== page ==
When Stars & Lives Collide

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Her glare burned through the sleepless fog that blanketed my head. "How did we miss this?" my former managing editor asked, waving a newspaper at me.

My mind raced, still exhausted from working the late shift the previous day. Did something big happen just after the midnight deadline? I had checked out the competing papers that morning for any missed scoops, as was my habit in my early years of reporting. There were none. Whatever she was mad about was literally news to me.

"Why isn't there a story about Jason Priestley's car accident on the front page?" she asked. "Or at least a teaser!"

As my coffee went to work, I vaguely remembered a spot on CNN about the former Beverly Hills 90210 actor crashing his car into a wall at the Kentucky Speedway. That was why she was angry with me?

"Because it's not news," I replied, earning myself an even worse death glare.

I'm reminded of this exchange every few years, when a big celebrity news story breaks. One of the best examples was May 27, 2006, when the birth of Shiloh Nouvel Jolie-Pitt (the daughter of actors Brad Pitt and Angelina Jolie) preempted news about an earthquake that killed more than 5,000 people in Indonesia.

In one case, a child entered the world in the African country of Namibia. In the other, a 6.2-magnitude quake killed thousands, injured tens of thousands more, damaged more than a hundred thousand homes and left at least a million people homeless. Which story affected more lives? Which one do you think was more widely discussed?

If Internet statistics are any indication, Shiloh won, hands down. Celebrities once again peppered Yahoo's annual list of the top overall Web searches for 2007. Pop star Britney Spears was the most searched for "item" on the Internet, with socialite Paris Hilton taking third place, singer Beyoncé in fifth and actress Lindsay Lohan finishing sixth (techcrunch.com/2007/12/03/yahoo-top-searches-2007-please-people-stop-typing-britney-spears-into-search-boxes/).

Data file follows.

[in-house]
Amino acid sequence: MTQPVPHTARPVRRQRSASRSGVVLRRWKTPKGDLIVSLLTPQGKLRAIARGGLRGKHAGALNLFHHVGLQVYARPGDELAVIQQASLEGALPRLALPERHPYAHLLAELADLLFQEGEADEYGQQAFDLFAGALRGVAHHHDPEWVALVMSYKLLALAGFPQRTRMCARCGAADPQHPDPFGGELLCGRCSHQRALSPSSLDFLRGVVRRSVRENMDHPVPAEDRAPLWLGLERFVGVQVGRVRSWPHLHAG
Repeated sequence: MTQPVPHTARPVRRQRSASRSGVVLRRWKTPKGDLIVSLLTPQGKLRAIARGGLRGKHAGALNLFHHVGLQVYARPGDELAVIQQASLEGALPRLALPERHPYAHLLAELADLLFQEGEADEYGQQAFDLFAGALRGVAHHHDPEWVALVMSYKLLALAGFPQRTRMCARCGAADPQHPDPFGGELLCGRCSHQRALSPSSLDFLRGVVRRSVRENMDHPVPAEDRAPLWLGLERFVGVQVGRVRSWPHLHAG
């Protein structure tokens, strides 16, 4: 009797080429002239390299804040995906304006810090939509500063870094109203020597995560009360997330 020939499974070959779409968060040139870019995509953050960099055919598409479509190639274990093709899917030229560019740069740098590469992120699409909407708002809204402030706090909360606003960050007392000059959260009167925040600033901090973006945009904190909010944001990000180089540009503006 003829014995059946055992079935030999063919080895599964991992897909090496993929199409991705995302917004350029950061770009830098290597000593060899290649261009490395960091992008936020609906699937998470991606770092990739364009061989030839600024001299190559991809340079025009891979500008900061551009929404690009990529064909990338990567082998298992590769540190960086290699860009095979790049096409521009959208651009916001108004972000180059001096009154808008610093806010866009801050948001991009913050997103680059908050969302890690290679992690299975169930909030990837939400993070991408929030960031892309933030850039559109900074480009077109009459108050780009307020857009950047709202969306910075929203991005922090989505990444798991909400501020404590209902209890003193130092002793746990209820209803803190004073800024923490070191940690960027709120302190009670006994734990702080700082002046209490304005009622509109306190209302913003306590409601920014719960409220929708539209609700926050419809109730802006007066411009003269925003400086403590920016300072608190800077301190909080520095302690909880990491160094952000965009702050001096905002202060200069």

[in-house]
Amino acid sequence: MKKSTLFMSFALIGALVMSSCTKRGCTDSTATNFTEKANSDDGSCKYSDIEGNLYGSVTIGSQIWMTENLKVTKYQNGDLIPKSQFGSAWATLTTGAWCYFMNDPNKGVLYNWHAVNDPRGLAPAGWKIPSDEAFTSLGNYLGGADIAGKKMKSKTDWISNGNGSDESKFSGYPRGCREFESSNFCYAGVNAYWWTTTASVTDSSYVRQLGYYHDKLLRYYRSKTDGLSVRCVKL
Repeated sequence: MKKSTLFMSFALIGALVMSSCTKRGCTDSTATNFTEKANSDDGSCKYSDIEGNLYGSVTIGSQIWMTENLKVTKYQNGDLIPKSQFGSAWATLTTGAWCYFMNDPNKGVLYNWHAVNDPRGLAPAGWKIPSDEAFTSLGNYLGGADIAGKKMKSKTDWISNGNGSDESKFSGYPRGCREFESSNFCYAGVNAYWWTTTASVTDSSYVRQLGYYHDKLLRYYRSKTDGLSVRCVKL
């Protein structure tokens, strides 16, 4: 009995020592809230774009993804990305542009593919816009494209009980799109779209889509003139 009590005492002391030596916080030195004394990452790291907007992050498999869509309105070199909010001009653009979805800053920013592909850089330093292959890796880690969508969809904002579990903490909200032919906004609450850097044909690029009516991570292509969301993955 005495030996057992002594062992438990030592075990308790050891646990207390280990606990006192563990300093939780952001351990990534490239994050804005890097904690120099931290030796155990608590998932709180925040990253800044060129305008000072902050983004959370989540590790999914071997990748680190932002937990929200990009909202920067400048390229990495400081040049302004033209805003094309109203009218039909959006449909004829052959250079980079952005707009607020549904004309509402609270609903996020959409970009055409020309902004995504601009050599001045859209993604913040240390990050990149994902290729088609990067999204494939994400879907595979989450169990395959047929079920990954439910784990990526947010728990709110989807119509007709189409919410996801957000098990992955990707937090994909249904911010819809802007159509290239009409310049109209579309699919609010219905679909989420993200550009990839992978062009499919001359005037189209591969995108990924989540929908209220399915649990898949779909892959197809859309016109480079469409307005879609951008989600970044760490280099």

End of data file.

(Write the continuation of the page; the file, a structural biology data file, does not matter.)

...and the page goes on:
It's so easy to get wrapped up in the celebrity culture because it's everywhere—on television, on the Internet, on the radio—says Stuart Fischoff, senior editor of the Journal of Media Psychology and emeritus psychology professor at California State University, in a phone interview with Vertical Thought.

Young people are especially vulnerable because they are still shoring up their self-esteem, developing their identity and finding common ground with their peers, according to Dr. Fischoff. Since celebrity news is everywhere, it's an easy way to relate to others. And because it's so readily available, it often leads us to misplace our priorities.

"The trouble with the celebrity culture is that it seduces people from thinking about stuff that's really important," Dr. Fischoff says.

When we are distracted from things that are important to us—our relationships, our aspirations, our religion—we don't learn to solve problems and we don't mature, explains Dr. Fischoff. In some cases, celebrity worship can become like a substance abuse problem—we immerse ourselves in knowledge and conversations about our favorite star rather than deal with the real concerns in our lives.

Dr. Fischoff says: "It is easier to talk about these superficial things than to deal with the real issues. But the superficial things are not the things that stab you in the back."

The Bible also warns against focusing our time and energy on the wrong things, telling us to make wise use of our time in seeking first God's Kingdom and right ways, setting our focus on things of God above and meditating on the positive aspects of life (Ephesians 5:11-17; Matthew 6:33; Colossians 3:1-10; Philippians 4:8). In other words, think vertically—what this magazine is all about.

In Mark 13:33, Jesus warns His disciples to watch world events so they are not caught off guard when the end of this age comes. Earlier in the chapter, He mentions some of the signs that the time is near: wars, famines and earthquakes. Not surprisingly, Jamie Lynn Spears' pregnancy is not mentioned!

That's not to say that we can't learn anything from celebrities, Dr. Fischoff points out. Some have rags-to-riches success stories that can inspire us to work hard for our own goals. Others, including Brad Pitt and U2's Bono, use their celebrity status to promote social causes in which they believe. But if we look to stars like these, Dr. Fischoff warns, it must be as examples for our lives in these positive respects, not the focal point of our lives.

As for baby Shiloh, news of her will probably be impossible to avoid during coming years. Some wonder if her parents picked a name with messianic overtones (Shiloh means "His gift" in Hebrew) in part to poke fun at the media firestorm her birth would create.

Let's be sure to keep our eyes on our true Messiah and heed the advice He gave us in Matthew 6:33–to seek His Kingdom first. VT